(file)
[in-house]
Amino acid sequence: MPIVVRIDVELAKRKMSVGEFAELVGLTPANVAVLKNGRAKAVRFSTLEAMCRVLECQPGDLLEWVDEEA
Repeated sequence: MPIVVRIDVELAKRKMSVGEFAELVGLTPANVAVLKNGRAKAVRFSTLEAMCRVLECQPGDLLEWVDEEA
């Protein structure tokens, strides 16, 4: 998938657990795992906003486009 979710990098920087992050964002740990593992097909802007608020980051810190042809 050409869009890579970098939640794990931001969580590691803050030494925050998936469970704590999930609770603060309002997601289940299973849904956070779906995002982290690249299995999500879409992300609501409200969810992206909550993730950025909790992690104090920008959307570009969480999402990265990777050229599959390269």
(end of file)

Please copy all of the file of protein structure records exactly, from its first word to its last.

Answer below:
[in-house]
Amino acid sequence: MPIVVRIDVELAKRKMSVGEFAELVGLTPANVAVLKNGRAKAVRFSTLEAMCRVLECQPGDLLEWVDEEA
Repeated sequence: MPIVVRIDVELAKRKMSVGEFAELVGLTPANVAVLKNGRAKAVRFSTLEAMCRVLECQPGDLLEWVDEEA
């Protein structure tokens, strides 16, 4: 998938657990795992906003486009 979710990098920087992050964002740990593992097909802007608020980051810190042809 050409869009890579970098939640794990931001969580590691803050030494925050998936469970704590999930609770603060309002997601289940299973849904956070779906995002982290690249299995999500879409992300609501409200969810992206909550993730950025909790992690104090920008959307570009969480999402990265990777050229599959390269």